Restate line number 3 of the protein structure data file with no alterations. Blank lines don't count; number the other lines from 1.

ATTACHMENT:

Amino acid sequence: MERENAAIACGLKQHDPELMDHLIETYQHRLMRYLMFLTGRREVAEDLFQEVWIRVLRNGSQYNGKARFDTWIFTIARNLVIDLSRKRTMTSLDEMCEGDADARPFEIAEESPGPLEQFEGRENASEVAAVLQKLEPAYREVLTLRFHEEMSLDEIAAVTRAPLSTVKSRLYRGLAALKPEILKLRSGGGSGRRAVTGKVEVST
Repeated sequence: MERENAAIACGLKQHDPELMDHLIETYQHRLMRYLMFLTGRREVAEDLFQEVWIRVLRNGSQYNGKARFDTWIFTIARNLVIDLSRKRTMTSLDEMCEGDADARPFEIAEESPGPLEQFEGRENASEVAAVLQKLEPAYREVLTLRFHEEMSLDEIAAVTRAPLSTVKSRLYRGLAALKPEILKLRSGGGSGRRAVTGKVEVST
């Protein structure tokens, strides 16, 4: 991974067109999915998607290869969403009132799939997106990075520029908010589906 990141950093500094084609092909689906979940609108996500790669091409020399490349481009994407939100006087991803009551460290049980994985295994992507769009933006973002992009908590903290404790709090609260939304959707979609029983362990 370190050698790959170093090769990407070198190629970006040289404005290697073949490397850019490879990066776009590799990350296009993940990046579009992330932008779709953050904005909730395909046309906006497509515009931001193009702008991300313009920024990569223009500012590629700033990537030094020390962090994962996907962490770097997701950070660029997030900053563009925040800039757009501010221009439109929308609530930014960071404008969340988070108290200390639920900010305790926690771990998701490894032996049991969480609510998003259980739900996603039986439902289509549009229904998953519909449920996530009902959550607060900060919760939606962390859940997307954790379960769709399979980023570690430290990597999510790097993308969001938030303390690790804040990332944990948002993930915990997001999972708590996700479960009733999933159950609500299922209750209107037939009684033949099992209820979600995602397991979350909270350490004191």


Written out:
């Protein structure tokens, strides 16, 4: 991974067109999915998607290869969403009132799939997106990075520029908010589906 990141950093500094084609092909689906979940609108996500790669091409020399490349481009994407939100006087991803009551460290049980994985295994992507769009933006973002992009908590903290404790709090609260939304959707979609029983362990 370190050698790959170093090769990407070198190629970006040289404005290697073949490397850019490879990066776009590799990350296009993940990046579009992330932008779709953050904005909730395909046309906006497509515009931001193009702008991300313009920024990569223009500012590629700033990537030094020390962090994962996907962490770097997701950070660029997030900053563009925040800039757009501010221009439109929308609530930014960071404008969340988070108290200390639920900010305790926690771990998701490894032996049991969480609510998003259980739900996603039986439902289509549009229904998953519909449920996530009902959550607060900060919760939606962390859940997307954790379960769709399979980023570690430290990597999510790097993308969001938030303390690790804040990332944990948002993930915990997001999972708590996700479960009733999933159950609500299922209750209107037939009684033949099992209820979600995602397991979350909270350490004191």